By Vanessa C. Song
The Qing Dynasty lasted for 268 years and was the last dynasty in China and was declared in 1644 by the Manchurian people of outer China after the conquest of the Ming Dynasty. It fell in 1849 to the Chinese communist party (CCP) led by Mao Zedong. Throughout the beginning of the Qing dynasty, the public confusion in regards to the new “Alien Rulers” caused havoc and widespread chaos, small anti-Qing efforts were formed in order to secure surviving Ming princes and restore the Ming Dynasty, this of course failed. Despite the issues that arose in the first forty, starting years of the dynasty in regards to rebellions and rejection towards the new government through; urban rioting, social unrest, strikes and outlaw raids in the South of China (Prominently more so in Nanjing), this dynasty, Debatably, was one of the most successful and progressive dynasties of Ancient China through its impact upon growth and expansion on the country at the time. Significant issues arose in concern to institutional adaptation and development beyond traditional tribal politics that early Manchurians had adopted, but after the takeover, progress was gradual but great. Although a new power and government was in place, the previous practices were not banned but encouraged as Manchurian emperors (particularly the Kangxi and Qianlong emperors) supported the exploration of Chinese culture and traditions, and built the Qing Dynastic empire upon Chinese Confucian values, this also helped to attain the respect of Chinese scholars, and more importantly, the respect of the general public. Through the use of Mongol military techniques and Chinese administrative Government, the Qing Empire expanded China’s control to Mongolia and Taiwan, under the reign of the Qianlong emperor the Qing Dynasty extended its empire to Tibet, small states of SE Asia, Korea and large parts of central Asia, some of what is part of modern-day Russia today. The Manchurians had managed to establish a successful framework for a progressive and successful dynastic government through a series of changes, mostly during the reign of the second emperor of the Qing Dynasty, Kangxi (Xuanye), whose first-half of his rule was devoted to the stabilization of Qing China through gaining control of the empire and suppressing rebel forces. The Second-half of the Kangxi emperor’s rule was devoted to the promotion of Chinese culture (art and music) and economic progression; this is demonstrated to the Kangxi emperor’s “Tours to the South” which led the emperor from Beijing to the culturally enriched areas of the South of China. The Qing dynasty was dominated by the 60-year reigns of the emperors; Kangxi and his grandson Qianlong, their reigns, wrote the course of Chinese history as well as the economic, political and cultural legacy that is currently evident in modern China today. The main aspects and areas of impact and change included; fiscal and economic change in the Qing Dynasty, political advancement and the cultural changes and advancements that have shaped China to its current, culturally-enriched form. The legacy of the Qing Dynasty is clear in modern China today.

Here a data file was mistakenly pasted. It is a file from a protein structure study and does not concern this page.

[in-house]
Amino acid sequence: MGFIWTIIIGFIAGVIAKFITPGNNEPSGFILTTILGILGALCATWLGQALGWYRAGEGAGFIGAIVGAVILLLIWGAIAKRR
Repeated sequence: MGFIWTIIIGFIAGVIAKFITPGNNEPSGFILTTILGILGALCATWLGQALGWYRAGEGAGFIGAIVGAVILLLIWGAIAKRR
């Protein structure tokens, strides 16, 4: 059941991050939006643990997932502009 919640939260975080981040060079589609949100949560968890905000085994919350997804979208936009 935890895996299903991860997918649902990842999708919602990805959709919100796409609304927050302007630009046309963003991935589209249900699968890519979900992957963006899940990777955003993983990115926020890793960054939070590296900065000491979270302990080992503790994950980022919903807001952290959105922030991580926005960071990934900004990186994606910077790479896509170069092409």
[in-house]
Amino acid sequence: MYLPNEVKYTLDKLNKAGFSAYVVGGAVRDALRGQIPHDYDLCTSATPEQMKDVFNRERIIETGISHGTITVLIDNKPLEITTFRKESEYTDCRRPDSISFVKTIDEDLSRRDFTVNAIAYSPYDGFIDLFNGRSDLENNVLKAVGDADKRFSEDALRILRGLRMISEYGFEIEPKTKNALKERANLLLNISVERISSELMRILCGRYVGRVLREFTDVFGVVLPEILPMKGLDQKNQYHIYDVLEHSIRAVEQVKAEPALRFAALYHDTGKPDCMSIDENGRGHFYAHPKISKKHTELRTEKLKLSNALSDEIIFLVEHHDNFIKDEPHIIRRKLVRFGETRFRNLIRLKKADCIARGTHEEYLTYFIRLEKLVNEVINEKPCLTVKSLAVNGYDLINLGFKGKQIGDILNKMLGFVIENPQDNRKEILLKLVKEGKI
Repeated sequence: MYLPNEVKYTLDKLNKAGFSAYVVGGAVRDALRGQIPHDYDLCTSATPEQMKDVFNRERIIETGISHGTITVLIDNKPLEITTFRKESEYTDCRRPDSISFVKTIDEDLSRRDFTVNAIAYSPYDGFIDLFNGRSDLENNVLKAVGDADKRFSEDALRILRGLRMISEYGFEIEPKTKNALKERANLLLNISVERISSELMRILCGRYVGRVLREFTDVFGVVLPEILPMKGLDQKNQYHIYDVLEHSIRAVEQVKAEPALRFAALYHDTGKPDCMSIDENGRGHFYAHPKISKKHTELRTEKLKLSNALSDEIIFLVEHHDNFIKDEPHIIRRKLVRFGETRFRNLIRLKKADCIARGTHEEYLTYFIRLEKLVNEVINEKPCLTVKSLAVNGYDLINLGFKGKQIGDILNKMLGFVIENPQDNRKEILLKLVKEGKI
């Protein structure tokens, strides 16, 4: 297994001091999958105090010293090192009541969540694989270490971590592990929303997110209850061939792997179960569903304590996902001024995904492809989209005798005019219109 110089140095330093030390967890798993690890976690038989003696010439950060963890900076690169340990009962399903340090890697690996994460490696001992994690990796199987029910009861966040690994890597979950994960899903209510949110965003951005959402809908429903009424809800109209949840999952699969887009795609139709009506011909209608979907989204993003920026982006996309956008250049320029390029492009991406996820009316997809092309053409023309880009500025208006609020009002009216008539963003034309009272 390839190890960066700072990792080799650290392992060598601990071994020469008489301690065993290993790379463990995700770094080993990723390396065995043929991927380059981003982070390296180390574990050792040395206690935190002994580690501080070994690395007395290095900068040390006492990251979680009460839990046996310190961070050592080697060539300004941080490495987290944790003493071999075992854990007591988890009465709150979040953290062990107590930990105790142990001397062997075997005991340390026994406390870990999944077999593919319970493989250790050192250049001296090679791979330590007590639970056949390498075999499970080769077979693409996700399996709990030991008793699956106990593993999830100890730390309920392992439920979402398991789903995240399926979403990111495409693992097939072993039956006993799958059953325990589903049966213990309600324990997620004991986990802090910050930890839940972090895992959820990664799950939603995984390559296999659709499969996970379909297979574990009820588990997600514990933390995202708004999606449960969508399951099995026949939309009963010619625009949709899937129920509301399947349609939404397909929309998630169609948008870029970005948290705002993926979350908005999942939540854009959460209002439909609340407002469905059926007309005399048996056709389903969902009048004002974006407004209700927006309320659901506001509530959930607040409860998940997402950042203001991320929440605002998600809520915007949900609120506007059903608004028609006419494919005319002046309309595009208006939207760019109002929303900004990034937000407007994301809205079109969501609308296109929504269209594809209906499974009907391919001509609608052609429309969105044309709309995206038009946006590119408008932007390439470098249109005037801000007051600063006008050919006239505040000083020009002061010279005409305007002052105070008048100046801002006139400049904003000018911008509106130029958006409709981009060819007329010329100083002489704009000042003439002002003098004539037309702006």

During the course of the era of the Qing dynasty, one of the most significant changes was the level of economic activity that vigorously prospered as commercialism and privatisation of business and markets increased and China’s population flourished from 200 million to 390 million. Qing China was an immense market with no hindrances to the movement of goods through and across China and its surrounding provinces, important items of trade included medicinal herbs, cotton and rice. These items, along with things like silk and porcelain were sent to Europe every year, one of the most important commodities that the Qing saw as vital to life was salt, the state did not monopolise its manufacturing, but stated the need for a licence if it...